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A Voice in the Wilderness

As nightfall does not come at once, neither does oppression. In both instances, there's a twilight where everything remains seemingly unchanged, and it is in such twilight that we must be aware of change in the air, however slight, lest we become unwitting victims of the darkness. -- William O. Douglas

Tuesday, March 18, 2008

Scheherazade - Nikolai Rimsky-Korsakov

Nikolai Rimsky-Korsakov
Born on this date

18 March 1844 - 21 June 1908

Scheherazade is a story based on the epic tale 1001 Nights. It tells the drama of a Sultan, Shariyar who immerses himself in a a cycle of deadly cynicism; disillusioned at what he believes to be the unfaithfulness of all women after discovering how he was betrayed by his first wife, he has her killed. He sinks into a fit of bitterness which he feels can only be assuaged in the following manner; he resolves to marry a new woman every night and have her executed the following morning.

This destructive ritual - aimed at satiating Shariyar's wounded ego - continues unabated for three years until
Scheherazade - daughter of the Sultan's Grand Vizier - convinces her father that she should be the next one to marry the Sultan Shariyar in order to bring his killing spree to an end. She details a scheme to her father who remains unconvinced of her plan. He finally assents to her wish and Scheherazade becomes the next Sultana.

Sultana Scheherazade's conception is simple; weave fantastic tales that pique the Sultan's attention each night. Her novel plan is to mesmerize him with - but to never complete the story in one night. Instead, she vows to continue with her story on the subsequent day. The result;
her life is spared - on a day-by-day basis - in order that the Sultan can hear the story's conclusion. So her tentative existence is prolonged with every ensuing construction intricately woven for the brooding Sultan. Her incredible cliffhangers include the sagas of Ali Baba, Sinbad and Aladdin. Scheherazade's fate - and the fate of all the women in the kingdom - relies solely on her story-telling ability.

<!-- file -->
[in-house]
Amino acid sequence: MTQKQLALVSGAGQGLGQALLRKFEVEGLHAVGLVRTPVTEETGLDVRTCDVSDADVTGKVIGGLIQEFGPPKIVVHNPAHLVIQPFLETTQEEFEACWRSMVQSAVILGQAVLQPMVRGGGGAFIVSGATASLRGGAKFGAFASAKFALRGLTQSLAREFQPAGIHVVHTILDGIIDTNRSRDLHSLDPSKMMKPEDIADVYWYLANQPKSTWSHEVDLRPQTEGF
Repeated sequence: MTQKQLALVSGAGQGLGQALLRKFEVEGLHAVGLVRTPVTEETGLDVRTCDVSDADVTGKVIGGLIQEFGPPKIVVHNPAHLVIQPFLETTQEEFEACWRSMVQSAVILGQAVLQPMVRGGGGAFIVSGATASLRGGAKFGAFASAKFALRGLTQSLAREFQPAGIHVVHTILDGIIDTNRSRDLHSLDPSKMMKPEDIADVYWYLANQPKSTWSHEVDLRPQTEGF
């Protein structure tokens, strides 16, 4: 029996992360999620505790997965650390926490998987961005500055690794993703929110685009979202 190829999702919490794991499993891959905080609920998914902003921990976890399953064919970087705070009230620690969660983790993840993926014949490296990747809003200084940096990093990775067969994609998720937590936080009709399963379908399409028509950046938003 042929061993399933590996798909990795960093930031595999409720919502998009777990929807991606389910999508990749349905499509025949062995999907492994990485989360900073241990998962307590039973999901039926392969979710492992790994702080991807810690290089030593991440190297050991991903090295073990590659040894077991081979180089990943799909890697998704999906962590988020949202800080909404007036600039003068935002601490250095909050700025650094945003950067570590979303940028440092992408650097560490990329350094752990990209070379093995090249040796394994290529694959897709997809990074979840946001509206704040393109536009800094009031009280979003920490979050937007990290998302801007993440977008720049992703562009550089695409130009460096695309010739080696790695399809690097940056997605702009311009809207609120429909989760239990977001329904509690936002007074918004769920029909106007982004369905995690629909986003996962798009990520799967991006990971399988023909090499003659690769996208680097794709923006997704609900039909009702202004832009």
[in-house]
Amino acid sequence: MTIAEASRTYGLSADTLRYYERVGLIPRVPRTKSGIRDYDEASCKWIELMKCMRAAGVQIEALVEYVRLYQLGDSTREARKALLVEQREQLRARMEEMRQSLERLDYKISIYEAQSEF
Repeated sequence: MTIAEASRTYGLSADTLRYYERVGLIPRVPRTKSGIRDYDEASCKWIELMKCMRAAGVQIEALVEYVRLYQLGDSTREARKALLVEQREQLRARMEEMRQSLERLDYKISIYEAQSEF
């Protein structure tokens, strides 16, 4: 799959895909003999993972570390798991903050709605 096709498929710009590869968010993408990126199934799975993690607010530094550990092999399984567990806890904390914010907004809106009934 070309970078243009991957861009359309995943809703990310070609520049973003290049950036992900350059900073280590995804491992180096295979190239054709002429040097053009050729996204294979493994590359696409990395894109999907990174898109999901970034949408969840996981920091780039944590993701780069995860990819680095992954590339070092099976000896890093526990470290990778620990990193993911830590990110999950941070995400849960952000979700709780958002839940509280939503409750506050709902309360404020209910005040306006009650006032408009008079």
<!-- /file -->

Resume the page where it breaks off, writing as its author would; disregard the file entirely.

Scheherazade continues this feat, telling 1001 stories in as many days - during which she also produces three sons. Her prowess as a story-teller affords her time to prove her abiding fidelity to the Sultan. Her perseverance is finally rewarded with Shariyar's revocation of the death sentence.

Now that's some kinda woman - some kinda storyteller!

The first movement begins with a threatening, heavily laden score which represents the Sultan's dark sinister mood. Scheherazade
's voice is unmistakable; a lone violin that plays a consistently sweet, soothing melodic theme throughout the entire symphony.

There are four movements in all;

I. The Sea and Sinbad's Ship
II. The Kalendar Prince
III. The Young Prince and The Young Princess
IV. Festival At Baghdad - The Sea - The Ship Crashes into a Rock

I especially like this performance by the Moscow Orchestra because I like the sound of Russian Symphonies - particularly when performing music written by Russian Composers.

This Symphony premiered on 28 October 1888 and was conducted by Rimsky-Korsakov.

If you would like to hear the symphony in its entirety, you will find - at the end of each video, there are small pictures in the YouTube screen where you can click on the picture which will take you the subsequent video - there are five videos in all.

Good night Scheherazade where ever you may be.


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